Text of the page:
Gore Tech – Futurphobia

Man, ever just want to drop some damn bass?  Ever want to hear that low-end rumble pulsing through your organs and causing a hemorrhage?  Ever just want to pump up that system and blow your speakers, driving around mall parking lots for some nightmare on bass street?  Stalk with that bass, assault with that bass, dominate with that bass.  Sound good?  Yeah.  The problem is most people play the same old bass, that stank bass that doesn’t have much behind it, it’s just bass.  We need some real bass around here, the kind of bass that scares the soul out of any onlookers who happen to unfortunately be near the car.  Bass with sounds of warped, dying technology behind it, “the glitch”, and other such things that turn your system into something like a steel factory churning out girders made only from bass, poured from straight molten bass from melted-down amateur meme grippers.  What kind of bass would that be?  Drum and bass, but only if it comes from a label like Ad Noiseam, which has been absolutely killing it over the past few years.  We get promo packages from him from time to time, and though we’d love to review every single one of them, we only have so much time and space, plus we need to give due to other folks.


Gore Tech is a one man factory, real name of George Flett, who started this project roughly three years ago to promote the beauty of cyberpunk and dystopias through degraded technological bursts influenced by old school breakcore and drum and bass.  He wears a beard, a real beard.  It will be worn years from now, when all of the poseurs wearing beards realize they haven’t the face for it, nor the gumption.  Gore Tech wears his beard, he’s the foreman of the bass factory, commanding his legions as ingot after ingot is pounded into pure bass mechanics, and if they falter, if they’re weak, well he’ll do it himself, taking a sledge in either arm and pounding that music into oblivion, as Futurphobia proves with little effort.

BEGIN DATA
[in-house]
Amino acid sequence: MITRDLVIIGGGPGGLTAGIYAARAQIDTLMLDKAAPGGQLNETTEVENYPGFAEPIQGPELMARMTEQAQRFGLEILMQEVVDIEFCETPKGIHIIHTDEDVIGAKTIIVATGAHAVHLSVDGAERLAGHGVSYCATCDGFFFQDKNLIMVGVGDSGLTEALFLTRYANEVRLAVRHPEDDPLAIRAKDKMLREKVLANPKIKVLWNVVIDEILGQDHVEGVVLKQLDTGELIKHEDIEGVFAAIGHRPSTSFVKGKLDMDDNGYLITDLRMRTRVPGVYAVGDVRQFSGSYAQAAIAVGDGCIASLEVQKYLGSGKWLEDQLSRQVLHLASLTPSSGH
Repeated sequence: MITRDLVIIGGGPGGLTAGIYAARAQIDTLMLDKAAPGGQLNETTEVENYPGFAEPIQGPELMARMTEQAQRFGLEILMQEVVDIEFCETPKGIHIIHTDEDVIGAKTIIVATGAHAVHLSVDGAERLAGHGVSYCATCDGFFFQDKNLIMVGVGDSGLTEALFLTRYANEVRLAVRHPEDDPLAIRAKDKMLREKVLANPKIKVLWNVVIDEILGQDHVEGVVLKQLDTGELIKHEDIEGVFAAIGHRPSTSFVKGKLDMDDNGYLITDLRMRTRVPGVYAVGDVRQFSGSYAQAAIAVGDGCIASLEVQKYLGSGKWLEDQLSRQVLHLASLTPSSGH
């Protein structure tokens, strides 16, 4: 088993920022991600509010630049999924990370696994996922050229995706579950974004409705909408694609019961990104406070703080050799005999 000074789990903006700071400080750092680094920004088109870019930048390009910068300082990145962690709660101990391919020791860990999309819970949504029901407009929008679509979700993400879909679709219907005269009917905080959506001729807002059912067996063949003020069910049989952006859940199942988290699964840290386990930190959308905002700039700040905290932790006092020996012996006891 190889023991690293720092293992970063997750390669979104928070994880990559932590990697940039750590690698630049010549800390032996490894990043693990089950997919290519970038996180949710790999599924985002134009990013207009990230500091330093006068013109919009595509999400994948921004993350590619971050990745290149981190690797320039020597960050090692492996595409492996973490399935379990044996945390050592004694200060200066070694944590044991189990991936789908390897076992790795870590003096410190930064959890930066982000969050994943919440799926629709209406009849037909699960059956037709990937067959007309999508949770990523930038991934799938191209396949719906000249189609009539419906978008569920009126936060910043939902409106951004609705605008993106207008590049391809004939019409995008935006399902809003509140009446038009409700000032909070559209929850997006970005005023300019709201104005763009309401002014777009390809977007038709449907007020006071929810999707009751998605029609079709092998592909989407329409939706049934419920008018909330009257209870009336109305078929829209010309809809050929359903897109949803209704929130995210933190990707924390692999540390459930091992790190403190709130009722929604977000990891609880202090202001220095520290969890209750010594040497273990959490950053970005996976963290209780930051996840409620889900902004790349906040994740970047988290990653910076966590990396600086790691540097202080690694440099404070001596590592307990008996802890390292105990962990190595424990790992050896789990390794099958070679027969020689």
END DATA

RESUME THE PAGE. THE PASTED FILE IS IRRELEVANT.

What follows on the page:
This was a good one.  So good it caused our one-week-old daughter’s eyes to open in wonder (totally true story).  Behind those eyes was the recognition that the future, though bleak, though crumbling, has some good left in it.  Gore Tech lays it all out, and by ‘it’ we mean “the bass”.  Futurphobia absolutely crushes, opening with a technological soundscape preparing the listener for the thematic direction; pounding, supreme bass, bass so loud even if you have the bass off you’re still going to hear it.  But his mastery of the bass is not simply within the realm of production, he knows how to work his sound with multiple layers so though the bass is there, it’s not the primary focus, merely the king among lower aristocrats.  He works quite heavily with some glitchy patterns that break the flow, but the sweet rumble behind it all is addicting.  In addition, he goes through all the expected mechanical techniques, but throws in a ton of startling turns and manipulations of the usual style into something original.  Not so easy to do in a genre that relies primarily on drum and bass, thus its name.  This is the new drum and bass, the future, and the end.  There is no other.


Gore Tech Official Facebook

Written by Stanley Stepanic

Gore Tech: Futurphobia
Ad Noiseam
4.7 / 5